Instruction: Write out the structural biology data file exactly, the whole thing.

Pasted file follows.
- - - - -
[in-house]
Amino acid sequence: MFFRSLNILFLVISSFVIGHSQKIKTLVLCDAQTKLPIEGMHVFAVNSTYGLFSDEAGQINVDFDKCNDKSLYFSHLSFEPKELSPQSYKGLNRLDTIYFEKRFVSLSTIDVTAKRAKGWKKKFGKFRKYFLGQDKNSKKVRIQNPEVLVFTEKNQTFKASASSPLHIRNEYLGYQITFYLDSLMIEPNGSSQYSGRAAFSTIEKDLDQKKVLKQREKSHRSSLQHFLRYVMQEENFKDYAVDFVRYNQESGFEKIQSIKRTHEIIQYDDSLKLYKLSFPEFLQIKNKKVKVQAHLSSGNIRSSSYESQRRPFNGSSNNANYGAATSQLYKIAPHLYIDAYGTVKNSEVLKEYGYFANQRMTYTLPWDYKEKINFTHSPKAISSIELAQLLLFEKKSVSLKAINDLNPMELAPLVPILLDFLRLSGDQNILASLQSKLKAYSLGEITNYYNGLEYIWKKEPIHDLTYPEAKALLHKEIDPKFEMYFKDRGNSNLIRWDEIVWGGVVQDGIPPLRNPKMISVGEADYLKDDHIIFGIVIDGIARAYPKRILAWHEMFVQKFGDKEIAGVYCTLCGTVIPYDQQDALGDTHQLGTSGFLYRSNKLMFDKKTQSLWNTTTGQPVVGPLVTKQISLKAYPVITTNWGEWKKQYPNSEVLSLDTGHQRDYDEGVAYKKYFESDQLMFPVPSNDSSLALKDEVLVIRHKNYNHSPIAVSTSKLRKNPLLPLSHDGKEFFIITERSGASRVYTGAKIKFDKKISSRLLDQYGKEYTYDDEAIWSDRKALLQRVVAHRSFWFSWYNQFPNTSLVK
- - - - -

[in-house]
Amino acid sequence: MFFRSLNILFLVISSFVIGHSQKIKTLVLCDAQTKLPIEGMHVFAVNSTYGLFSDEAGQINVDFDKCNDKSLYFSHLSFEPKELSPQSYKGLNRLDTIYFEKRFVSLSTIDVTAKRAKGWKKKFGKFRKYFLGQDKNSKKVRIQNPEVLVFTEKNQTFKASASSPLHIRNEYLGYQITFYLDSLMIEPNGSSQYSGRAAFSTIEKDLDQKKVLKQREKSHRSSLQHFLRYVMQEENFKDYAVDFVRYNQESGFEKIQSIKRTHEIIQYDDSLKLYKLSFPEFLQIKNKKVKVQAHLSSGNIRSSSYESQRRPFNGSSNNANYGAATSQLYKIAPHLYIDAYGTVKNSEVLKEYGYFANQRMTYTLPWDYKEKINFTHSPKAISSIELAQLLLFEKKSVSLKAINDLNPMELAPLVPILLDFLRLSGDQNILASLQSKLKAYSLGEITNYYNGLEYIWKKEPIHDLTYPEAKALLHKEIDPKFEMYFKDRGNSNLIRWDEIVWGGVVQDGIPPLRNPKMISVGEADYLKDDHIIFGIVIDGIARAYPKRILAWHEMFVQKFGDKEIAGVYCTLCGTVIPYDQQDALGDTHQLGTSGFLYRSNKLMFDKKTQSLWNTTTGQPVVGPLVTKQISLKAYPVITTNWGEWKKQYPNSEVLSLDTGHQRDYDEGVAYKKYFESDQLMFPVPSNDSSLALKDEVLVIRHKNYNHSPIAVSTSKLRKNPLLPLSHDGKEFFIITERSGASRVYTGAKIKFDKKISSRLLDQYGKEYTYDDEAIWSDRKALLQRVVAHRSFWFSWYNQFPNTSLVK